The Hardest Ride of the YearJan Heine
With the new year, our cycling season has started again. Training now will get us in shape for the wonderful rides we’ve planned for later this year. During my “winter rest,” I have ridden very little for eight weeks. So these first “long, slow” rides always are hard for me.
It helps to ride with friends. Last weekend, we met at 6 a.m. for our first ride of the season. I enjoyed seeing faces I hadn’t seen in a month or two.
It was a gorgeous morning, and by the time we dove into the Skykomish valley, the sky above the Cascades was turning orange. All of us were looking forward to riding up there, high in the mountains, in a few months’ time.
At least for me, there also was some trepidation. Every little hill on this relatively flat ride felt hard, so it was difficult to imagine climbing mountain passes! But that is how it is every year. My body needs to rest over the winter, so it can regain its former fitness. Trying to maintain the same fitness year-round is counterproductive, and you get slower and slower with every year. My goal each year is to reach peak fitness for a few big rides, and that means that I must be out of shape in January.
We were a bit concerned about ice on this chilly morning, so we selected a route with fewer hills. There is no way to avoid descending into the Skykomish valley, so we went slowly. Fortunately, the road was clear of ice on this twisting descent.
In the valley, we hit fog, and it was cold! Fortunately, we were dressed for the occasion, so it wasn’t a problem. This early on a Sunday morning, traffic was light.
As we rode through Snohomish, I noticed that icicles had formed on Mark’s beard.
Mark laughed and pointed out that the front of my wool jersey (one of four layers I was wearing) was covered with hoar frost. As moisture was transferred to the outside, it froze on the surface of the outermost jersey, only to be pushed further by additional moisture coming from the inside. This created little columns of ice. Inside all those layers, I was perfectly warm, so warm in fact, that I had taken off my shell mittens. We joked that the freezing water released heat that helped keep me warm. (The effect is probably too small to make a difference, considering how much air goes by our bodies as we ride.)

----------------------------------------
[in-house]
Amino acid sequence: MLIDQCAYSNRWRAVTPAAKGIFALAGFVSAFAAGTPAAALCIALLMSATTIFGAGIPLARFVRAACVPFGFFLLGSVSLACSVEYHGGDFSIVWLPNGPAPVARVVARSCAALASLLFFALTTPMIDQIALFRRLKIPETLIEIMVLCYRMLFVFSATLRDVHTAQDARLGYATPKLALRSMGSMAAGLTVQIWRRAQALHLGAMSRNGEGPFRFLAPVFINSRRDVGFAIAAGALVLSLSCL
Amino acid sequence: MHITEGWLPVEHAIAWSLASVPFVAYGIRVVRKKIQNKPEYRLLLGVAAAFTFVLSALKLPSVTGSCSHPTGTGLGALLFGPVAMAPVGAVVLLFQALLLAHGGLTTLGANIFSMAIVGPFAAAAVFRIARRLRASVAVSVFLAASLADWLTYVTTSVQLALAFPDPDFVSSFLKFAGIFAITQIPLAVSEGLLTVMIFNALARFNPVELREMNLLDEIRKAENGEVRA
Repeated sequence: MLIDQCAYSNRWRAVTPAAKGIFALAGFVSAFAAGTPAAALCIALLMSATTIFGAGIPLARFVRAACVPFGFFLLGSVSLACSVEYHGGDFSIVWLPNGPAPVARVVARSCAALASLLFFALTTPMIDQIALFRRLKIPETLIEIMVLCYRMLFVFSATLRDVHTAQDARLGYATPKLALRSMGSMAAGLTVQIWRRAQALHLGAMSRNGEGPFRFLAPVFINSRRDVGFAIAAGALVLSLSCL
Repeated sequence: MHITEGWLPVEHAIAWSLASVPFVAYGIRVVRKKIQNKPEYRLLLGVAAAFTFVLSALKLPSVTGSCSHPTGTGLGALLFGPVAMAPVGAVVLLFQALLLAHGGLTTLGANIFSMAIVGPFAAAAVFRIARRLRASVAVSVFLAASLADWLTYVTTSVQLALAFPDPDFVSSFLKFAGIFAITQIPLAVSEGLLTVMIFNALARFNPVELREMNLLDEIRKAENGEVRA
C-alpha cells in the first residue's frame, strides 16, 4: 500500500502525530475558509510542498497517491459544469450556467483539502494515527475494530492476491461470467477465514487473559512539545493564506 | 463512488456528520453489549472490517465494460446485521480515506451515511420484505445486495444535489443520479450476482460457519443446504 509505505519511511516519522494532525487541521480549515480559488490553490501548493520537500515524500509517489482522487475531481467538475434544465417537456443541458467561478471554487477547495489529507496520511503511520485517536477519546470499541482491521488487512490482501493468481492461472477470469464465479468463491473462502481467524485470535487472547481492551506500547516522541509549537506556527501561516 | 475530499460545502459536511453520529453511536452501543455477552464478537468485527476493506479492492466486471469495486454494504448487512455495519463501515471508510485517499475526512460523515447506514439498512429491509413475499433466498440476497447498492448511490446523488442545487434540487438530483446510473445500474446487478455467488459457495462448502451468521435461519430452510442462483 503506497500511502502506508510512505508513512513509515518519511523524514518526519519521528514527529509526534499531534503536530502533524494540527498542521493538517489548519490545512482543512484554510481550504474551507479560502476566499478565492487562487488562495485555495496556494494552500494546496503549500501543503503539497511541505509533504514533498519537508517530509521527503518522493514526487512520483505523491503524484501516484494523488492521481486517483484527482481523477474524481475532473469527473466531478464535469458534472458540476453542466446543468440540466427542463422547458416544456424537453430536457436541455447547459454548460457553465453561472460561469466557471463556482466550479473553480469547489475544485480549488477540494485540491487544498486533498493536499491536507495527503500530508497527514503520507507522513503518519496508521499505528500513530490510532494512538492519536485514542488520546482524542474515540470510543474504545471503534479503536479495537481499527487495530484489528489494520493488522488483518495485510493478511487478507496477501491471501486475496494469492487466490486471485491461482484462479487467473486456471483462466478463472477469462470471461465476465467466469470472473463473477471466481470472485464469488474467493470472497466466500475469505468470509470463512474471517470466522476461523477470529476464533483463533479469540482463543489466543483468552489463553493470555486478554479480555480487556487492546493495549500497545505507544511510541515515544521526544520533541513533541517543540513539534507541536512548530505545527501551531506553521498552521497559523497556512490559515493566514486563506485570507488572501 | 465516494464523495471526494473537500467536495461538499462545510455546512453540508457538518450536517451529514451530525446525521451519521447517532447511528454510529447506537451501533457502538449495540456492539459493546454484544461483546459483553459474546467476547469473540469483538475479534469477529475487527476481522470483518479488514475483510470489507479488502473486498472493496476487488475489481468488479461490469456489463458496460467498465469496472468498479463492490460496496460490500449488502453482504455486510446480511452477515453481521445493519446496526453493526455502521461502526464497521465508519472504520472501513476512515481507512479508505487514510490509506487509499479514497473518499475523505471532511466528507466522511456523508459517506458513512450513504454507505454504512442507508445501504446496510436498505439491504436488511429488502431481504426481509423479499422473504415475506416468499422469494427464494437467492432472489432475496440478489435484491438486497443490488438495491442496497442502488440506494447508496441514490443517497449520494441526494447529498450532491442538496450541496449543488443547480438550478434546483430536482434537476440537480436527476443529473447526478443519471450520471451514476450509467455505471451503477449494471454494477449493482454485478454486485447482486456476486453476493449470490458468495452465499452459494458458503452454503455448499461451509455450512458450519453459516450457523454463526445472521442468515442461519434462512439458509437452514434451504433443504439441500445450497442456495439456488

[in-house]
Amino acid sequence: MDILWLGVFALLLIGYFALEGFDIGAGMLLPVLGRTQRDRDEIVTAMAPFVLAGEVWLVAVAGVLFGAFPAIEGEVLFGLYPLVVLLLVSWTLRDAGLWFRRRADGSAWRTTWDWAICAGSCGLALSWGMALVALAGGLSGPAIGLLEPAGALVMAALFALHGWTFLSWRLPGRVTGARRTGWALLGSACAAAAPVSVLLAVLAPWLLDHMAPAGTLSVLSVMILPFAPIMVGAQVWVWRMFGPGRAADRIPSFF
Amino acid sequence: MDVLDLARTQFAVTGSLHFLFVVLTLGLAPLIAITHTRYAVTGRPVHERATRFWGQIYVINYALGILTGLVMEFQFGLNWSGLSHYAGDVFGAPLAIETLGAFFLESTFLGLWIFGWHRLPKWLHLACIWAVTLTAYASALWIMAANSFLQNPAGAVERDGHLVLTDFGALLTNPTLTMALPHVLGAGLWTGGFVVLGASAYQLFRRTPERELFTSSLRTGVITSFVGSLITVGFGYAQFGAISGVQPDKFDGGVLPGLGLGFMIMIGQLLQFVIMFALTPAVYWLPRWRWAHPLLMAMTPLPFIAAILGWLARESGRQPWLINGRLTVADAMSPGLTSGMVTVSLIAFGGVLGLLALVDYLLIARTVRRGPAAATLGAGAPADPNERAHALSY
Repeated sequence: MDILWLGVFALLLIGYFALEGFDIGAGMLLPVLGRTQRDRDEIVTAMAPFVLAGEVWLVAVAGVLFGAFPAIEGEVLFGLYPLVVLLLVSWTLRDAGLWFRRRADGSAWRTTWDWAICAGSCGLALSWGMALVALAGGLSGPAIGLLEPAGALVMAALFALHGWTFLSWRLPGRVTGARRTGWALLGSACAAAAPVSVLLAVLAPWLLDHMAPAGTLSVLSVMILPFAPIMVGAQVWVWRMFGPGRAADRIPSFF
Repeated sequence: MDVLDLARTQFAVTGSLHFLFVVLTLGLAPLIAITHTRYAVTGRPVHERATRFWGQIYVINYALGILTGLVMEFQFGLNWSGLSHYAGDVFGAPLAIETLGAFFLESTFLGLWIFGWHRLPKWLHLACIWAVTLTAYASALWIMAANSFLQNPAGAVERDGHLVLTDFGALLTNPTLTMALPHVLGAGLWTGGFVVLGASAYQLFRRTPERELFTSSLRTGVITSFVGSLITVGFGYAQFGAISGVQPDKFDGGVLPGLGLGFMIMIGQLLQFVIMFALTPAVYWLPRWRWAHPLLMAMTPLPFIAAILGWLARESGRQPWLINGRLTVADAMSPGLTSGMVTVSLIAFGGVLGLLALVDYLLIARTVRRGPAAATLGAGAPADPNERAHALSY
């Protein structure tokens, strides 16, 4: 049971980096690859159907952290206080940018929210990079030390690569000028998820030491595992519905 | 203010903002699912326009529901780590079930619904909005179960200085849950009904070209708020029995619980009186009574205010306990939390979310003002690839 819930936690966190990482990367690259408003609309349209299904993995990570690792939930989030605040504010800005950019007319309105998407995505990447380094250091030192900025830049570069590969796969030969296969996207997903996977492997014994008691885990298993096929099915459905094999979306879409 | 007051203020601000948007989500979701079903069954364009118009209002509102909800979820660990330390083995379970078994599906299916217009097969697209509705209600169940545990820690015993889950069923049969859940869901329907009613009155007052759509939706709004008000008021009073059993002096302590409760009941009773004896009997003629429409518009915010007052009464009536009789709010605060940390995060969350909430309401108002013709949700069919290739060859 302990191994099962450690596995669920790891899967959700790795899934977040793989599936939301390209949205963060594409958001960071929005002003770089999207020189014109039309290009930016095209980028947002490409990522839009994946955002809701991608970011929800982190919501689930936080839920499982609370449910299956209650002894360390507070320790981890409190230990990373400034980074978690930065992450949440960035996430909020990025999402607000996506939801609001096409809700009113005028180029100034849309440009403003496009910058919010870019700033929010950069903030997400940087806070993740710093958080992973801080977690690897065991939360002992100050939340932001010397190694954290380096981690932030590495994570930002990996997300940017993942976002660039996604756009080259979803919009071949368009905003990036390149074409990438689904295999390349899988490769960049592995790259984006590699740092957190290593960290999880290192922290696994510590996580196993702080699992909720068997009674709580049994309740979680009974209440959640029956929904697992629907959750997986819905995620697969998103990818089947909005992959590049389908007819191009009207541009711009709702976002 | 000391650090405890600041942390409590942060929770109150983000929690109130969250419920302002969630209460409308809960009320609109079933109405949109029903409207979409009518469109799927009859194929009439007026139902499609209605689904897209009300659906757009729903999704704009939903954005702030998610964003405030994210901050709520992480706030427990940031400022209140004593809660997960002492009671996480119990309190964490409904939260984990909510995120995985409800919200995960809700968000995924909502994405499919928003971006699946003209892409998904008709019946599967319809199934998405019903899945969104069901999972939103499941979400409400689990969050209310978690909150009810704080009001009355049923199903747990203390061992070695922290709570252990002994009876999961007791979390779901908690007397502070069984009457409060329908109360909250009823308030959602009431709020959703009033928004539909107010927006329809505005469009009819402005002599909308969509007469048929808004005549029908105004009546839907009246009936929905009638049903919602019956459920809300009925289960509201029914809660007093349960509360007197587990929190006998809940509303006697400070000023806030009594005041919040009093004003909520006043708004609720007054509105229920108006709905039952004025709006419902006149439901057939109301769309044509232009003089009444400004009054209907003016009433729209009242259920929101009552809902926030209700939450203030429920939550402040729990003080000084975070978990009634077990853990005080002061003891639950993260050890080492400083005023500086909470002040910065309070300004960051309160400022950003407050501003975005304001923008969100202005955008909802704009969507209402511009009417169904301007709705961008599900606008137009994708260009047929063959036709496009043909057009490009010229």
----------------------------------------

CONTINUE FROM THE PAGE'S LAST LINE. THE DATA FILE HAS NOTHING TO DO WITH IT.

The sun came out, and the scenery was beautiful, but I was having a hard time keeping up. Whether I had been more successful in my quest to get out of shape, or whether I just had a bad day, I lost contact with the rear wheels in front. My friends were kind enough to wait for me time and again.
It may be hard to imagine that a flat ride at 15 mph is harder than the Raid Pyrénéen or the Volcano High Pass Super Randonnée, but it’s true. We rest during the winter and suffer during these early-season rides in part because they make the big rides so wonderful. It’s an amazing feeling when your body is in shape, and you can soar up mountain passes like an eagle playing in the thermal updraft, while the valley recedes in the haze below.
On this ride, the lunch stop was welcomed by all. The stops are longer on these early rides, which partially makes up for the time on the bike being harder. I wasn’t surprised when I discovered that my water bottle was almost frozen solid, despite containing apple juice (1/3 with 2/3 water), which has a lower freezing point than pure water.
It was warmer when we left the café. The fog had dissipated, and the icy conditions of the morning seemed like a distant memory. Some of us started taking off layers. As we left the Skykomish valley, I was focusing on trying to keep up with the others, when I heard Ryan at the front saying “Woah! Ice!” But it was too late for Ryan and me, as we both lost grip and fell. The entire road was covered with slick black ice. We were lucky, and no damage was done. We noticed some car tracks that led off the road, indicating we weren’t the first ones to get in trouble here. We walked up the hill (photo above) until we realized that we could ride on the grassy side, where traction was better.
We returned home well before dinner, having ridden a little over 100 miles. It was a great start to the season, and most of all, I look forward to the fact that from now on, the rides will be getting easier.